A new topic we do not hear much about in the retail industry is cognitive computing. Rometty believes this is the 3rd major era when it comes to computers. The first was an era where systems counted, in the second systems were programmable.

“This era is the cognitive era,” said Rometty, “We’re going to see services and systems that learn, you don’t program them. These systems are taught, learn by experience and interaction, and get smarter and better at time. It’s not a search engine, it will know the implication of a question and ask one back.”

A major theme at NRF’s Big Show this year was how retail will change in the next five years and retailers must be prepared to adapt to unforeseen shifts in the landscape. According to Rometty, cognitive computing might be a major player in interpreting the mound of data available to retailers and help them find new solutions to react to these changes.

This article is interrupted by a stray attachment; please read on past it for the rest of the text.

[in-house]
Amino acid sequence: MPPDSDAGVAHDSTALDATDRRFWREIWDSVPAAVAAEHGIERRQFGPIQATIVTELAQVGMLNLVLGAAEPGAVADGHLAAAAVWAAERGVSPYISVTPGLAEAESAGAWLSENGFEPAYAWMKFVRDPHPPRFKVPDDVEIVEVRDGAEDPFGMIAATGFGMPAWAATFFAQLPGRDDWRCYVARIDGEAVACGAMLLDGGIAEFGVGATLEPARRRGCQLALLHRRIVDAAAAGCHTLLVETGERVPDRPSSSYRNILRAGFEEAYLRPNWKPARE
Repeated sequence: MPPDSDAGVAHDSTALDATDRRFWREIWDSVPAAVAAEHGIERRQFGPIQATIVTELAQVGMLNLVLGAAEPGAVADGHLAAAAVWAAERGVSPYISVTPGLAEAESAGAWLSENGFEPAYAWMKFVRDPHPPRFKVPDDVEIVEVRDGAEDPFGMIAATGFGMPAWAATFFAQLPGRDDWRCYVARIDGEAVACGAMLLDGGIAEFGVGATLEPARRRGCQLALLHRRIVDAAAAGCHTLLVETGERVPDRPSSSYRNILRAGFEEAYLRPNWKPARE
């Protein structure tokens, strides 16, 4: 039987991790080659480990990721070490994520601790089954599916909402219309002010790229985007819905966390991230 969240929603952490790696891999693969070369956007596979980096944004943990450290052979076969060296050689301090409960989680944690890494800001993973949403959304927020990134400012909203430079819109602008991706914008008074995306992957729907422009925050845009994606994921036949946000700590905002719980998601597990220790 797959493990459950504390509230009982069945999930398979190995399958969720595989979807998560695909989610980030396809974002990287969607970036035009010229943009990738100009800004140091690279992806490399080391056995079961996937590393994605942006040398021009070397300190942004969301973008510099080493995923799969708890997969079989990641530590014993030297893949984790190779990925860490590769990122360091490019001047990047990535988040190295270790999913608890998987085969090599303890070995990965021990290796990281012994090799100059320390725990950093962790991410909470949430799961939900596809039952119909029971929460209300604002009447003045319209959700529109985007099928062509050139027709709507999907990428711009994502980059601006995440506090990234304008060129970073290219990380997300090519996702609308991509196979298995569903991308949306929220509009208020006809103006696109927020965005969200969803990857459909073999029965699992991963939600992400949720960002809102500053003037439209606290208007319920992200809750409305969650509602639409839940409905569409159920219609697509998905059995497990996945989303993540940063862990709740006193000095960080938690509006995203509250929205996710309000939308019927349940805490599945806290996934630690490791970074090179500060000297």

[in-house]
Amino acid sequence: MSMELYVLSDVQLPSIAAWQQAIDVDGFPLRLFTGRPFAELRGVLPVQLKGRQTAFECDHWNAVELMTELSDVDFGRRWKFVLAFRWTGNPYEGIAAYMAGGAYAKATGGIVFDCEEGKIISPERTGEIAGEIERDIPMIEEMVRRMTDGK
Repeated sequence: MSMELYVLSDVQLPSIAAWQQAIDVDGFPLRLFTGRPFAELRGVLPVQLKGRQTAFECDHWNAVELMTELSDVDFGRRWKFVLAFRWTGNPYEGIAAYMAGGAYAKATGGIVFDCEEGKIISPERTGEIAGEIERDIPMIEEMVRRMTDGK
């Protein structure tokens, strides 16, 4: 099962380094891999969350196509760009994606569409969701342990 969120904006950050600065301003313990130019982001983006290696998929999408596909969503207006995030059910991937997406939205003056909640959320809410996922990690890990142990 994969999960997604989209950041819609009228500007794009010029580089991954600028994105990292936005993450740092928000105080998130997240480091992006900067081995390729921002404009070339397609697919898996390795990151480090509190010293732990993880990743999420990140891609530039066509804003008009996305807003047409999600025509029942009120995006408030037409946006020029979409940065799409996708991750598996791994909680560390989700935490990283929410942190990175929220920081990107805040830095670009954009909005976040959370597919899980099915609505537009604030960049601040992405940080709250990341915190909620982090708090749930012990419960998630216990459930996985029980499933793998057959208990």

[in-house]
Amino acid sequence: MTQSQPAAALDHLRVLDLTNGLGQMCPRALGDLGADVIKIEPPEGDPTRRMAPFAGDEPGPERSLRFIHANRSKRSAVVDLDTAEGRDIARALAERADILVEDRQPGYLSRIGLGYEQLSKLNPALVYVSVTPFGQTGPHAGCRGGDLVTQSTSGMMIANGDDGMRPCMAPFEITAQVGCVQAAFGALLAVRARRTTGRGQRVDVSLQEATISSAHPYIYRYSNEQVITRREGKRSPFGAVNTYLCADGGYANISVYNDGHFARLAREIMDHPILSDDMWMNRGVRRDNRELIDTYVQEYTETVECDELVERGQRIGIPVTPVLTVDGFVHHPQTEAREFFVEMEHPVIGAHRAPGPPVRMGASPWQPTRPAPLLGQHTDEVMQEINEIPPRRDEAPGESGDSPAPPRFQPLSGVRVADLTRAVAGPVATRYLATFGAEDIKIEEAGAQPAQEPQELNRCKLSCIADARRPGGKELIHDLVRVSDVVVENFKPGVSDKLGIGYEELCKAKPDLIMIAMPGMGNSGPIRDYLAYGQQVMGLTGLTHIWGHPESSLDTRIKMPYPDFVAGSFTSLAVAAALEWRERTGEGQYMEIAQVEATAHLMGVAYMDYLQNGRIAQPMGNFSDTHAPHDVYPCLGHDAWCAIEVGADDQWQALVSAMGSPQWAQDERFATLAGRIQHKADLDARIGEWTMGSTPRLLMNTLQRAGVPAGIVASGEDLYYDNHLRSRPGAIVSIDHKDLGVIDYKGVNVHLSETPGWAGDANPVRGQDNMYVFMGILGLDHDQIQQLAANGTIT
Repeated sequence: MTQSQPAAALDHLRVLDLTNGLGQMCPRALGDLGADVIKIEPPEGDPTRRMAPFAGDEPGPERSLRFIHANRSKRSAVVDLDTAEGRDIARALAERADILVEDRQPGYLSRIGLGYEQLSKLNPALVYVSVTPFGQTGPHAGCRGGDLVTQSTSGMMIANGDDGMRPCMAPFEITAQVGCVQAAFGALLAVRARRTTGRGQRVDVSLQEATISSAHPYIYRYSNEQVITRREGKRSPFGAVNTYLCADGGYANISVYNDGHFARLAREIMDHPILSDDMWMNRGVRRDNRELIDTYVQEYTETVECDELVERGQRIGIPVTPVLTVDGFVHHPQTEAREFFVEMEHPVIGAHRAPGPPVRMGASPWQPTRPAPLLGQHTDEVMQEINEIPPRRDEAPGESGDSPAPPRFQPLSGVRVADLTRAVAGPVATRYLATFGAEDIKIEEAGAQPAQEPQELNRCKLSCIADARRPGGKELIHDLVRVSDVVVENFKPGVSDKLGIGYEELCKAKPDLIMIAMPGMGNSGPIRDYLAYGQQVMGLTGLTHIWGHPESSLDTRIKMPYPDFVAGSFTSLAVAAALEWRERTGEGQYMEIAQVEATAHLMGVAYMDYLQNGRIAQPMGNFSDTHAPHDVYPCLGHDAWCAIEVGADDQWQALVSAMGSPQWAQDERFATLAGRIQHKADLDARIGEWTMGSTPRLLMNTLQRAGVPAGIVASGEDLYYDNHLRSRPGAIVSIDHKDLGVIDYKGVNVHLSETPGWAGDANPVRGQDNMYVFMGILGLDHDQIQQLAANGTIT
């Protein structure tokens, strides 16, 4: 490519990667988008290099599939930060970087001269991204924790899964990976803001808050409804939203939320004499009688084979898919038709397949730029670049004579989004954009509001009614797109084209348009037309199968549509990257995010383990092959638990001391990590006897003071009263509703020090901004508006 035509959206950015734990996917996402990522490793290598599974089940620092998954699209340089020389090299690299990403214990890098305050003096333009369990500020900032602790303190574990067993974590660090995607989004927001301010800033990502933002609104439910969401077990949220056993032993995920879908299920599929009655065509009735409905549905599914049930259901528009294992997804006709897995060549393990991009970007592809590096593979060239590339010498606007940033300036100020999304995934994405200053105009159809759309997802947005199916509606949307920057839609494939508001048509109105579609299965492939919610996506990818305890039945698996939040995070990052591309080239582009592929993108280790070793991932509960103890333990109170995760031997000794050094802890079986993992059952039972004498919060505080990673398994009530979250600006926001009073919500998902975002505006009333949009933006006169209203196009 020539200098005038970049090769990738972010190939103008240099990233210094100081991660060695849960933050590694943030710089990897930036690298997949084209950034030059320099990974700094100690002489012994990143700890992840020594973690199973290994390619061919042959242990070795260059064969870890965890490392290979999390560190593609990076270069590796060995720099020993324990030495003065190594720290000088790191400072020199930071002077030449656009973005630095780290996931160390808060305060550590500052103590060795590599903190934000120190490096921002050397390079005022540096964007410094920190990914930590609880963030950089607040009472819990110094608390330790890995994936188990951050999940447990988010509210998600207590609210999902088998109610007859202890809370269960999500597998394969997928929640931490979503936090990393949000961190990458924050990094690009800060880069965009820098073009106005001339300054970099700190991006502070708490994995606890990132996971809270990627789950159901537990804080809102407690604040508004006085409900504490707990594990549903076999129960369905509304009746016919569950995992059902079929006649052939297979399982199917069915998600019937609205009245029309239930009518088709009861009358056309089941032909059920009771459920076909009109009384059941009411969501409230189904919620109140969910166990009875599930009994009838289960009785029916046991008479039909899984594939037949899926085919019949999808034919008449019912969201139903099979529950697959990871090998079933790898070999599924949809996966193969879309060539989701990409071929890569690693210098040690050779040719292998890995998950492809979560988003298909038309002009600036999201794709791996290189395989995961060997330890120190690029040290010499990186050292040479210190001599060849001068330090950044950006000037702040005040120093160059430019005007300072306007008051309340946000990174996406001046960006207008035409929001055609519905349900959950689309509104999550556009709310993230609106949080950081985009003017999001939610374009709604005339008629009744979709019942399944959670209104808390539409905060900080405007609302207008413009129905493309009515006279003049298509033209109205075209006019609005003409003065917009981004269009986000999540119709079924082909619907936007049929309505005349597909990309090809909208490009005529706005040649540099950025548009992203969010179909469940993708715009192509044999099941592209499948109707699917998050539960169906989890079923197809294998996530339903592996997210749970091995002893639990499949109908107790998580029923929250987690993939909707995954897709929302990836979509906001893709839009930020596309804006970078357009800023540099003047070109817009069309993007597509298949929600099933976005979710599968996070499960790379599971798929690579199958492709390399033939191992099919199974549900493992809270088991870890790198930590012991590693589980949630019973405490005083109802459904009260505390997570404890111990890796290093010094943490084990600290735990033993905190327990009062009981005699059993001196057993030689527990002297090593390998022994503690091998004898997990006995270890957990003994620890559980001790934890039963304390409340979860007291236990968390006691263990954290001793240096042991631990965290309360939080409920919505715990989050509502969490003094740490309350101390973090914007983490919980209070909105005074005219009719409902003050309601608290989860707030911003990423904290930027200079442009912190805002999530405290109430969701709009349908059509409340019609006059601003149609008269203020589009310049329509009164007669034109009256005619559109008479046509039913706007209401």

The Mannequins of NRF 2014

While we have been spending most of our time covering various keynotes and breakout sessions, one thing we noticed at Retail’s Big Show this year is that many exhibitors have stepped up their mannequin game.

We have clocked countless miles wandering around the Expo Hall floors, snapping photos for our twitter feed, and we thought we would compile a few of them into a post here on Merchandising Matters for our readers who might not have been able to attend NRF this year.

So here they are, the mannequins of NRF 2014.







Life Is Good CEO on how Joy, Compassion, and Optimism help grow your Brand